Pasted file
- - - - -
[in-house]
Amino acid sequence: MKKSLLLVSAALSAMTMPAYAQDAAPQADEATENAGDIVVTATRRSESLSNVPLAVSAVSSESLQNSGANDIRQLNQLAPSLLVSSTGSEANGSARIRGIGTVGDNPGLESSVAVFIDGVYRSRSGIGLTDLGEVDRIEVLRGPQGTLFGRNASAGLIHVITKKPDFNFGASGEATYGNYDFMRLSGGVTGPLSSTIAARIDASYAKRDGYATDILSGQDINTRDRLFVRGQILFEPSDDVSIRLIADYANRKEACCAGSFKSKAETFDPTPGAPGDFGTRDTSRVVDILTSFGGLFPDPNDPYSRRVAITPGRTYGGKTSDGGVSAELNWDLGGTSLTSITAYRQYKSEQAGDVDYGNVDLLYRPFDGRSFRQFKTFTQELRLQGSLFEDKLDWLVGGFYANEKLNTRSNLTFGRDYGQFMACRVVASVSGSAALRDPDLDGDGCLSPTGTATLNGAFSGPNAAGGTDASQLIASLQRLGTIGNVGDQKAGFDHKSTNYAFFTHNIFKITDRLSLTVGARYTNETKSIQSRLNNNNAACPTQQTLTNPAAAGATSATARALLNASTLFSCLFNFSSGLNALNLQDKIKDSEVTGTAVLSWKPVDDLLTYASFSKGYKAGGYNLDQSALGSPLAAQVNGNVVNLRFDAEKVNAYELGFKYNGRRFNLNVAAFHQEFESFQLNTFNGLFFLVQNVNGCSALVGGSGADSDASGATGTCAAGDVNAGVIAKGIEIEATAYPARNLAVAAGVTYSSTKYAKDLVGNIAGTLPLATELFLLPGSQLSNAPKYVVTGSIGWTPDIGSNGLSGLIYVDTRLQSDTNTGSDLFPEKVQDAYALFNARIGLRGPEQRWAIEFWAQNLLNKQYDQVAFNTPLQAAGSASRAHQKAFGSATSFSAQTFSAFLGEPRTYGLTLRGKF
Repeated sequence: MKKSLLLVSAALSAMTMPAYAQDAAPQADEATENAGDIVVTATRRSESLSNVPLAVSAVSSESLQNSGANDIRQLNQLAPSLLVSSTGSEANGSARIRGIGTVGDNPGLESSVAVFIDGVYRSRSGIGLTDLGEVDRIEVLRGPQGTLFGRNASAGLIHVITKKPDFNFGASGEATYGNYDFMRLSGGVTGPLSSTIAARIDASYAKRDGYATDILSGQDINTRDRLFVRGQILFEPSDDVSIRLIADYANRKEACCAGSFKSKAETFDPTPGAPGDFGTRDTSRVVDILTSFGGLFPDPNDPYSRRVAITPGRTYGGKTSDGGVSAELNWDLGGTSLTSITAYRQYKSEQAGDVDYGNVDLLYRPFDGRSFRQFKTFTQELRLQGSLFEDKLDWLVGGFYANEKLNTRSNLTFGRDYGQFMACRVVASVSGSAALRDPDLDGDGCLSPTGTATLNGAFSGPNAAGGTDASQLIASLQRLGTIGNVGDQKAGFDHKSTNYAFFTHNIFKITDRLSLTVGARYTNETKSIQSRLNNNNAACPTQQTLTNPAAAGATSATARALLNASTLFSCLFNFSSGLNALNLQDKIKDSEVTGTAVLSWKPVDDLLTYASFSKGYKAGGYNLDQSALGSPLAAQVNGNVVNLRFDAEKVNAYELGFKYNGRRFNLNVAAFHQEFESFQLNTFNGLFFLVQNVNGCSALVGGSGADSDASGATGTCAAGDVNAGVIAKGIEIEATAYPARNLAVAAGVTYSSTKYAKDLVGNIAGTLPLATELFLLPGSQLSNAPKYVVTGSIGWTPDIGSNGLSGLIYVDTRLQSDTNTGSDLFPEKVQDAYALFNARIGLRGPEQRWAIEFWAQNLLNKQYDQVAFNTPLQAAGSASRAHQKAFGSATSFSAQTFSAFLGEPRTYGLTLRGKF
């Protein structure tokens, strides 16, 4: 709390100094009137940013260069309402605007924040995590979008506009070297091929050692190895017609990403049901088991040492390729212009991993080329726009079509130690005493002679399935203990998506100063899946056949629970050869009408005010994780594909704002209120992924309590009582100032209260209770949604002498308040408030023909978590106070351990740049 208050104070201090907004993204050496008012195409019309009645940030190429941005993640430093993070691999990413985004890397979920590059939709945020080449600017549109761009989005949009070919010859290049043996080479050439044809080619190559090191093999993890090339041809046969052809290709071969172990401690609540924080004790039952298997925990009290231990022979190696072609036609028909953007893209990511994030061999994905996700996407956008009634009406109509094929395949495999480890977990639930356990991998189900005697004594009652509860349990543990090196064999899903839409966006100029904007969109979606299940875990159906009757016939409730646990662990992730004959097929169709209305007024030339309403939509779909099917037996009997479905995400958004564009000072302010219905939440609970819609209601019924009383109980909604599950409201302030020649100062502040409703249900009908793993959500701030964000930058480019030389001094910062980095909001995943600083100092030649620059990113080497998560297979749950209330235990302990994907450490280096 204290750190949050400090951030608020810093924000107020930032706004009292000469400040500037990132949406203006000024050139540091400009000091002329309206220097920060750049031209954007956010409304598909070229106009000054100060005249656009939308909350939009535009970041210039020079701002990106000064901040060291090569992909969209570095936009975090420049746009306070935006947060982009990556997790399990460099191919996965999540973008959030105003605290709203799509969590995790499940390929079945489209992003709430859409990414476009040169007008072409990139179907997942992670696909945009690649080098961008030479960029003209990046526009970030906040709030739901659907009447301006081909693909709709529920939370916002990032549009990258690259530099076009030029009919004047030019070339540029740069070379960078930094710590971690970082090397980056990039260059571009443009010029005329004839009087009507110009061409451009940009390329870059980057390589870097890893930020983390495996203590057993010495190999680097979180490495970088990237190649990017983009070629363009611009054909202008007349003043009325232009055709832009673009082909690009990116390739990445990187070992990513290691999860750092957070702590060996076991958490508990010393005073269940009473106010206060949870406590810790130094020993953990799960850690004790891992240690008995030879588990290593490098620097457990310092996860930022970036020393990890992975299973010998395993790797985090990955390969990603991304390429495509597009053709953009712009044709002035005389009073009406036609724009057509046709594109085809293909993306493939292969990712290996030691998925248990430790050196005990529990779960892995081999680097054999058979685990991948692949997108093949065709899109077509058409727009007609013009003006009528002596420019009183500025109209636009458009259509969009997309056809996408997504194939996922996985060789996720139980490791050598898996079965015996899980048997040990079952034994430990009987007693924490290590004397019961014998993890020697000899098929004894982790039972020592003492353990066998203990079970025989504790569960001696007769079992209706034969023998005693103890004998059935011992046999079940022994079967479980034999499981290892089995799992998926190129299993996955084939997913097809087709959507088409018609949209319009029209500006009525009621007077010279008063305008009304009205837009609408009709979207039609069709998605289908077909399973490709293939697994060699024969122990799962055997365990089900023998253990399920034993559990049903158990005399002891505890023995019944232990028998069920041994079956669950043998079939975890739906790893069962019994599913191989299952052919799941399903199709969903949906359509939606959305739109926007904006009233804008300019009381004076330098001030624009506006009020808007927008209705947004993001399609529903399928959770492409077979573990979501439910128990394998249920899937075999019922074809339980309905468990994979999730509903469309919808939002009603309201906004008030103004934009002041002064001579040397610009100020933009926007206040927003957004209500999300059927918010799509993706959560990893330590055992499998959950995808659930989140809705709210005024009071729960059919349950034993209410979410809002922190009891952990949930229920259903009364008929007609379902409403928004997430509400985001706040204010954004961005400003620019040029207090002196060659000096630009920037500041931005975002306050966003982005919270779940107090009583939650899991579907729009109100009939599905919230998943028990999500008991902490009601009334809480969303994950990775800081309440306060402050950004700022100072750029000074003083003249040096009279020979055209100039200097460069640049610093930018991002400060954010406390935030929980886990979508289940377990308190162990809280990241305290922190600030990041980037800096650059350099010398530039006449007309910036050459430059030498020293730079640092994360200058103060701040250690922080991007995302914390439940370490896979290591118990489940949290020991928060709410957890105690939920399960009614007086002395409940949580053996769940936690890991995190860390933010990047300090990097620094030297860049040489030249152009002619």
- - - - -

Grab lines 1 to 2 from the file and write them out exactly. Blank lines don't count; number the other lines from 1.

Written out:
[in-house]
Amino acid sequence: MKKSLLLVSAALSAMTMPAYAQDAAPQADEATENAGDIVVTATRRSESLSNVPLAVSAVSSESLQNSGANDIRQLNQLAPSLLVSSTGSEANGSARIRGIGTVGDNPGLESSVAVFIDGVYRSRSGIGLTDLGEVDRIEVLRGPQGTLFGRNASAGLIHVITKKPDFNFGASGEATYGNYDFMRLSGGVTGPLSSTIAARIDASYAKRDGYATDILSGQDINTRDRLFVRGQILFEPSDDVSIRLIADYANRKEACCAGSFKSKAETFDPTPGAPGDFGTRDTSRVVDILTSFGGLFPDPNDPYSRRVAITPGRTYGGKTSDGGVSAELNWDLGGTSLTSITAYRQYKSEQAGDVDYGNVDLLYRPFDGRSFRQFKTFTQELRLQGSLFEDKLDWLVGGFYANEKLNTRSNLTFGRDYGQFMACRVVASVSGSAALRDPDLDGDGCLSPTGTATLNGAFSGPNAAGGTDASQLIASLQRLGTIGNVGDQKAGFDHKSTNYAFFTHNIFKITDRLSLTVGARYTNETKSIQSRLNNNNAACPTQQTLTNPAAAGATSATARALLNASTLFSCLFNFSSGLNALNLQDKIKDSEVTGTAVLSWKPVDDLLTYASFSKGYKAGGYNLDQSALGSPLAAQVNGNVVNLRFDAEKVNAYELGFKYNGRRFNLNVAAFHQEFESFQLNTFNGLFFLVQNVNGCSALVGGSGADSDASGATGTCAAGDVNAGVIAKGIEIEATAYPARNLAVAAGVTYSSTKYAKDLVGNIAGTLPLATELFLLPGSQLSNAPKYVVTGSIGWTPDIGSNGLSGLIYVDTRLQSDTNTGSDLFPEKVQDAYALFNARIGLRGPEQRWAIEFWAQNLLNKQYDQVAFNTPLQAAGSASRAHQKAFGSATSFSAQTFSAFLGEPRTYGLTLRGKF